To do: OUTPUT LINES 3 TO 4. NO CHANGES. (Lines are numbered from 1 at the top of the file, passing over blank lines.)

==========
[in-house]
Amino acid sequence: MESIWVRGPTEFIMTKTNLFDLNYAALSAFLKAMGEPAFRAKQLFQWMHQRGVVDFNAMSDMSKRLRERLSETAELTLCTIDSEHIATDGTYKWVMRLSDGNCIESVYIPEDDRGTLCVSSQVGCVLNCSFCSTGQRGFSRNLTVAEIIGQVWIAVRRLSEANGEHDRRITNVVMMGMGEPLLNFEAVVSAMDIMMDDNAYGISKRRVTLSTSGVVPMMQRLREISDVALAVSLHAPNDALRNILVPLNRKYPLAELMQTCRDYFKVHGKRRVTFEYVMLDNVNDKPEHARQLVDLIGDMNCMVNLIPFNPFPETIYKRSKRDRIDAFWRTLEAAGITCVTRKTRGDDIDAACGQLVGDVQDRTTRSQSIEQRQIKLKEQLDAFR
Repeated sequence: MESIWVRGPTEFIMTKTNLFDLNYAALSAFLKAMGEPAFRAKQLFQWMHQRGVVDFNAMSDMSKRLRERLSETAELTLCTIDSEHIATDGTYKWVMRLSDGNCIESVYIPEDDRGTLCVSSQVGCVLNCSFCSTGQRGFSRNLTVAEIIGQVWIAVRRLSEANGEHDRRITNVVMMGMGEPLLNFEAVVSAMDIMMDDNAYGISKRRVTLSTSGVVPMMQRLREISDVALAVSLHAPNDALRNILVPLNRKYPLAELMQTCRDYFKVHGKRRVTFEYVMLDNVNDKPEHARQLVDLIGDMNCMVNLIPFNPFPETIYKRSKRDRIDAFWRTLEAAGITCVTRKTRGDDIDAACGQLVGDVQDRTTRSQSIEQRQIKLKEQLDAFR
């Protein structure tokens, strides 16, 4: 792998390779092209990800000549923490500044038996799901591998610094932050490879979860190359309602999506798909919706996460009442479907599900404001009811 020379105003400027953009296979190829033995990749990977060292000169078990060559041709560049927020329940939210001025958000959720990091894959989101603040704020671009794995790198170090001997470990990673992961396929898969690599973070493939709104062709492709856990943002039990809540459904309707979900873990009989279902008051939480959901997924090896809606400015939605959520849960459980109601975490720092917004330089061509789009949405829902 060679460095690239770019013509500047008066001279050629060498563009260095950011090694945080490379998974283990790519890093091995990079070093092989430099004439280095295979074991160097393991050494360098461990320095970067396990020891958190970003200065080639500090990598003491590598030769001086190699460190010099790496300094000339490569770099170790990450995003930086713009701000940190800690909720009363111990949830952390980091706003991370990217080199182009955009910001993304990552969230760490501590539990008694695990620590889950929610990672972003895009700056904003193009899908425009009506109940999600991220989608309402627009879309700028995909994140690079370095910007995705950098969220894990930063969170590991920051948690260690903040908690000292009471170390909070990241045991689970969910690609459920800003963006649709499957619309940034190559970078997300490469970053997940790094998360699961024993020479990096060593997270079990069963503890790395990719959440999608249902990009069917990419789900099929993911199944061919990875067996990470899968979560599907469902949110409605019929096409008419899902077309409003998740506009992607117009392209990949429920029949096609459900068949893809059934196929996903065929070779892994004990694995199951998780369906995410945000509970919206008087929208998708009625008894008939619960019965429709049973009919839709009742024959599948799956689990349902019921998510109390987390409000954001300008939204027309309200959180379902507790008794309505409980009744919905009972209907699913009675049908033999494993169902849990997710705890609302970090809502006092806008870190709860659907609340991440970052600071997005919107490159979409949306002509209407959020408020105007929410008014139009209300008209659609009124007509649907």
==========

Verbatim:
Repeated sequence: MESIWVRGPTEFIMTKTNLFDLNYAALSAFLKAMGEPAFRAKQLFQWMHQRGVVDFNAMSDMSKRLRERLSETAELTLCTIDSEHIATDGTYKWVMRLSDGNCIESVYIPEDDRGTLCVSSQVGCVLNCSFCSTGQRGFSRNLTVAEIIGQVWIAVRRLSEANGEHDRRITNVVMMGMGEPLLNFEAVVSAMDIMMDDNAYGISKRRVTLSTSGVVPMMQRLREISDVALAVSLHAPNDALRNILVPLNRKYPLAELMQTCRDYFKVHGKRRVTFEYVMLDNVNDKPEHARQLVDLIGDMNCMVNLIPFNPFPETIYKRSKRDRIDAFWRTLEAAGITCVTRKTRGDDIDAACGQLVGDVQDRTTRSQSIEQRQIKLKEQLDAFR
């Protein structure tokens, strides 16, 4: 792998390779092209990800000549923490500044038996799901591998610094932050490879979860190359309602999506798909919706996460009442479907599900404001009811 020379105003400027953009296979190829033995990749990977060292000169078990060559041709560049927020329940939210001025958000959720990091894959989101603040704020671009794995790198170090001997470990990673992961396929898969690599973070493939709104062709492709856990943002039990809540459904309707979900873990009989279902008051939480959901997924090896809606400015939605959520849960459980109601975490720092917004330089061509789009949405829902 060679460095690239770019013509500047008066001279050629060498563009260095950011090694945080490379998974283990790519890093091995990079070093092989430099004439280095295979074991160097393991050494360098461990320095970067396990020891958190970003200065080639500090990598003491590598030769001086190699460190010099790496300094000339490569770099170790990450995003930086713009701000940190800690909720009363111990949830952390980091706003991370990217080199182009955009910001993304990552969230760490501590539990008694695990620590889950929610990672972003895009700056904003193009899908425009009506109940999600991220989608309402627009879309700028995909994140690079370095910007995705950098969220894990930063969170590991920051948690260690903040908690000292009471170390909070990241045991689970969910690609459920800003963006649709499957619309940034190559970078997300490469970053997940790094998360699961024993020479990096060593997270079990069963503890790395990719959440999608249902990009069917990419789900099929993911199944061919990875067996990470899968979560599907469902949110409605019929096409008419899902077309409003998740506009992607117009392209990949429920029949096609459900068949893809059934196929996903065929070779892994004990694995199951998780369906995410945000509970919206008087929208998708009625008894008939619960019965429709049973009919839709009742024959599948799956689990349902019921998510109390987390409000954001300008939204027309309200959180379902507790008794309505409980009744919905009972209907699913009675049908033999494993169902849990997710705890609302970090809502006092806008870190709860659907609340991440970052600071997005919107490159979409949306002509209407959020408020105007929410008014139009209300008209659609009124007509649907």